Here are 12 thoughts, stats, observations, and notes in the aftermath of the Celtics’ encouraging yet also disheartening 115-111 loss to the Warriors on Saturday.
■ According to the “Last Two Minute Report” from Saturday’s game, Warriors guard Steph Curry should have been called for a traveling violation after he received the pass from Draymond Green with just less than 8 seconds left. That would have given the Celtics the ball trailing by 2 points.
Replay shows that Curry clearly shuffled his feet, but there was certainly no blowback about it on Saturday, as no one seemed to even notice it. There were no other incorrect or missed calls on the report, which is issued by the NBA for games in which the score is within3 points at some point in the final two minutes of the game.
■ There was also a fluky timekeeping error during that final sequence. Replays showed that the clock did not immediately start after Green tracked down the rebound. Then, after he fired a pass to Curry, the clock briefly stopped with 7.2 seconds left even though there had been no whistle. Time restarted before Curry had been fouled, but there should have been less than 6.2 seconds remaining when Curry went to the line.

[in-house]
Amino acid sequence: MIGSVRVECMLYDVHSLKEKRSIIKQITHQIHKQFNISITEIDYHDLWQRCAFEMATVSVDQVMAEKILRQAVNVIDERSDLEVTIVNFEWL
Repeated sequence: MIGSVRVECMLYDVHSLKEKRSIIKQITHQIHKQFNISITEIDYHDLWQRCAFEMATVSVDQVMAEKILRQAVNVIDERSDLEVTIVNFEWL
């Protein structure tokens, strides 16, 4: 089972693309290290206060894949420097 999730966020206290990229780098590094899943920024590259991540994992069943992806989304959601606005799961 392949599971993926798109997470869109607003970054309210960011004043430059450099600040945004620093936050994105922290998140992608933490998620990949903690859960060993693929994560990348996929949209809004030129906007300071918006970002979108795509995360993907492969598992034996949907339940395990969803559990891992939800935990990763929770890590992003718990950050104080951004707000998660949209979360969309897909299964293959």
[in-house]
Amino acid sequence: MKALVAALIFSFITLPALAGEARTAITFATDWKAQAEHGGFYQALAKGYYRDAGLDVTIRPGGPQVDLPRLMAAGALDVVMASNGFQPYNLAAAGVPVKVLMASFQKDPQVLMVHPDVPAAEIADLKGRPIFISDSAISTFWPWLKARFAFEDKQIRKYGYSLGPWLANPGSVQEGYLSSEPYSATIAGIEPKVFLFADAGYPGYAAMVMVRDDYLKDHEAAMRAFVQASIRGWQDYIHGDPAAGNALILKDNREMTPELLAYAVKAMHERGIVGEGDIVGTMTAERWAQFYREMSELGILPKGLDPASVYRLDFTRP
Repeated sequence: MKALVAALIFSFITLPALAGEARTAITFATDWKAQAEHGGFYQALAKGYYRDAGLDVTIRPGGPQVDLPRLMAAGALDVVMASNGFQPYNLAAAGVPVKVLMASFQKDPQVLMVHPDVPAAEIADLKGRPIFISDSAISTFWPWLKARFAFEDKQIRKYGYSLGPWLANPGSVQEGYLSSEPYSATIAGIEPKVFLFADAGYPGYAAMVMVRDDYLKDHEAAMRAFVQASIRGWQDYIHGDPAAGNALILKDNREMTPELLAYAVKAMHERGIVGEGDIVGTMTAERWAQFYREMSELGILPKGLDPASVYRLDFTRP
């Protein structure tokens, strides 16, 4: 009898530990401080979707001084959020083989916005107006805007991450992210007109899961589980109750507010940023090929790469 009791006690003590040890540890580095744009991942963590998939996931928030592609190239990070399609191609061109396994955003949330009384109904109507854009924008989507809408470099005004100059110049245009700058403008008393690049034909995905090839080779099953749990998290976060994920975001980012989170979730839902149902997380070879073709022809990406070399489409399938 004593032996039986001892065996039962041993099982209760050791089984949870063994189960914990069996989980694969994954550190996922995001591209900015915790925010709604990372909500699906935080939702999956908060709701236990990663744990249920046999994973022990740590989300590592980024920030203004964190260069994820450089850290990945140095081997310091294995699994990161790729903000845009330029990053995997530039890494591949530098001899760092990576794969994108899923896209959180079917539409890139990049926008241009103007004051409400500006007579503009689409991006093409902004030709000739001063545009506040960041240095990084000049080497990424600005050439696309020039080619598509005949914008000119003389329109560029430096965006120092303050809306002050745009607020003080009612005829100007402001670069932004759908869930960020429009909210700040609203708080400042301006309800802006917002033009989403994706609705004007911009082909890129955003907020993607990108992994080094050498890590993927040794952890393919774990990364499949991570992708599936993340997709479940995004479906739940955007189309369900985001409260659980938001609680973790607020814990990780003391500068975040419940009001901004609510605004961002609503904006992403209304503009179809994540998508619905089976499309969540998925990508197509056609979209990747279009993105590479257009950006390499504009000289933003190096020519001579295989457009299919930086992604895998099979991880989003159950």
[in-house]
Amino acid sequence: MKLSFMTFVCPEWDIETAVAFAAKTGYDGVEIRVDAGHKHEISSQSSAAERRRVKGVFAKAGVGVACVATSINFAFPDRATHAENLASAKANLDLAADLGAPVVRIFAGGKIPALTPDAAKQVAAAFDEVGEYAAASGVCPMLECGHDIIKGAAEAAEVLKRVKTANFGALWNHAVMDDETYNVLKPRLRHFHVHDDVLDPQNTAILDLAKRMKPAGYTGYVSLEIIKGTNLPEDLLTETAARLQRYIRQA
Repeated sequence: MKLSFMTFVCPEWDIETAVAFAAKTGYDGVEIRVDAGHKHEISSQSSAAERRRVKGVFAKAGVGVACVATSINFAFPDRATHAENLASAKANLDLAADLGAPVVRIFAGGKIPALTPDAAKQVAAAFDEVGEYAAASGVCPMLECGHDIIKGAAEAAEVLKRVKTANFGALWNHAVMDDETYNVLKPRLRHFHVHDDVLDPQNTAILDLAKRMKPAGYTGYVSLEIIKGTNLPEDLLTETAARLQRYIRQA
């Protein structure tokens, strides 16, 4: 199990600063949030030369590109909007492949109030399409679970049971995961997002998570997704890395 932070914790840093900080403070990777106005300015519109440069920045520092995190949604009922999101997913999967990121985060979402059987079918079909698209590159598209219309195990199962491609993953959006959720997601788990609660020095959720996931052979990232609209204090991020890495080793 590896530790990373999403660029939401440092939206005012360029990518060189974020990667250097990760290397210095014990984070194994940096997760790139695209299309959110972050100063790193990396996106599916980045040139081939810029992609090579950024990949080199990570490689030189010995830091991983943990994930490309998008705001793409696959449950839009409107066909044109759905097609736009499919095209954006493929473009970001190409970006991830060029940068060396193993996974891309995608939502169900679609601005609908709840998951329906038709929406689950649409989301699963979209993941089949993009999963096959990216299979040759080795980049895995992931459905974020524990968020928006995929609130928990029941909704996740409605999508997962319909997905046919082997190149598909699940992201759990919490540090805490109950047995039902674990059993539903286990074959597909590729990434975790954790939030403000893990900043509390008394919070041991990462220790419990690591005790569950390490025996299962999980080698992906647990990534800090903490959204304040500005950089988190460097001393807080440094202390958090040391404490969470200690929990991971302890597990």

■ The Warriors had 327 passes on Saturday while the Celtics had 282. Golden State also held a 13-7 edge in tracking down loose balls.
■ The Celtics consistently said that they did not value this game against the Warriors any more than they valued their others. But Brad Stevens’s coaching decisions offer some slight evidence to the contrary. Irving played 39 minutes, 53 seconds, his highest total in a non-overtime game this season. And Al Horford, who recently had his minutes restriction lifted after battling knee pain, played 34:38, his second highest total in a non-overtime game this year.
■ The Celtics’ game operations staff does a fine job, but I have a quibble. Whenever celebrities are shown on the scoreboard video board, they’re never identified with text on the screen or by a public-address announcer. There are times when the celebrity’s face is so well known that it is not necessary. But there are other times when some fans could use a bit of assistance.
Take Saturday’s game, when the crowd was revved up with a Patriots Super Bowl montage. Then the video board showed that there were, in fact, Patriots in attendance, and it showed star running backs James White and Sony Michel. The crowd offered a mild cheer because it knew they were Patriots. But it was clear plenty of people had no idea which Patriots they were looking at, because they are most familiar with them when they are wearing helmets. The Celtics game night crew should give the crowd a hand so they can give the players a hand.
■ The Warriors made 13 of 26 contested field goals while the Celtics hit just 11 of 34 in these situations. Often, this could be chalked up to some bad luck. But with Golden State’s unmatched team of sharpshooters, it’s more likely evidence of how dangerous they are, even under duress.